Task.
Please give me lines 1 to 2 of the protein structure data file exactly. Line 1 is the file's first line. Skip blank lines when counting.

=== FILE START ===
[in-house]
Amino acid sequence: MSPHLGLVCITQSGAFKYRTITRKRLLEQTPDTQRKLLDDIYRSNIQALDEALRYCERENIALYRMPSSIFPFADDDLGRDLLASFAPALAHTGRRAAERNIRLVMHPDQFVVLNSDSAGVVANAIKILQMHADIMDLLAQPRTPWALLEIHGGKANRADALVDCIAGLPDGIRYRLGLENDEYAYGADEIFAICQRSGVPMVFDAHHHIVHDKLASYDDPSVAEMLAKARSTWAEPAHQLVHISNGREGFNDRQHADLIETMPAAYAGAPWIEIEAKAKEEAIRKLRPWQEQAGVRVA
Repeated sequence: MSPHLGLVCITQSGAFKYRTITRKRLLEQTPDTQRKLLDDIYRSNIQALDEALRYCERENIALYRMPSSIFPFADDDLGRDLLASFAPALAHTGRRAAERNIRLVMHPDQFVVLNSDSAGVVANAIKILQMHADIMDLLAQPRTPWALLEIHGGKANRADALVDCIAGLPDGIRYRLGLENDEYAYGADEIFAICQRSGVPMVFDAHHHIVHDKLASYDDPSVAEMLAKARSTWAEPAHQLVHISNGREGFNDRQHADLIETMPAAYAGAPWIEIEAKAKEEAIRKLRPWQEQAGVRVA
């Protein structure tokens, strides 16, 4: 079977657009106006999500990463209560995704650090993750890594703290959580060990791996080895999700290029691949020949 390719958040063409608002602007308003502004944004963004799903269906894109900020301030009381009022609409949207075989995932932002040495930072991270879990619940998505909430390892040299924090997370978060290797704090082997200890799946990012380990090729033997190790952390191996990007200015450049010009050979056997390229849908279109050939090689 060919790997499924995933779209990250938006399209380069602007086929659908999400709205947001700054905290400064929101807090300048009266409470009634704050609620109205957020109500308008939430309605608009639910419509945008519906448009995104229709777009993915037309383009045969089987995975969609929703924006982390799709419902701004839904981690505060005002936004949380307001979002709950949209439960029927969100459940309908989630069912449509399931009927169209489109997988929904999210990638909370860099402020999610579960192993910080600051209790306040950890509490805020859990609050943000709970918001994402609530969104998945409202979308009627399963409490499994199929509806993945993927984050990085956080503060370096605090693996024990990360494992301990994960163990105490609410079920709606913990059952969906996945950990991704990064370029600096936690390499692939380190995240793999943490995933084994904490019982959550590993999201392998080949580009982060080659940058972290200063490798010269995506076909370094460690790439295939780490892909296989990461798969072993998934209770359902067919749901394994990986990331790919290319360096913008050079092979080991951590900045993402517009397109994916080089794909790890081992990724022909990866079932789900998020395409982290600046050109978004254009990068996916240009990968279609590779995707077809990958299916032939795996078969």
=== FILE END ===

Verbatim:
[in-house]
Amino acid sequence: MSPHLGLVCITQSGAFKYRTITRKRLLEQTPDTQRKLLDDIYRSNIQALDEALRYCERENIALYRMPSSIFPFADDDLGRDLLASFAPALAHTGRRAAERNIRLVMHPDQFVVLNSDSAGVVANAIKILQMHADIMDLLAQPRTPWALLEIHGGKANRADALVDCIAGLPDGIRYRLGLENDEYAYGADEIFAICQRSGVPMVFDAHHHIVHDKLASYDDPSVAEMLAKARSTWAEPAHQLVHISNGREGFNDRQHADLIETMPAAYAGAPWIEIEAKAKEEAIRKLRPWQEQAGVRVA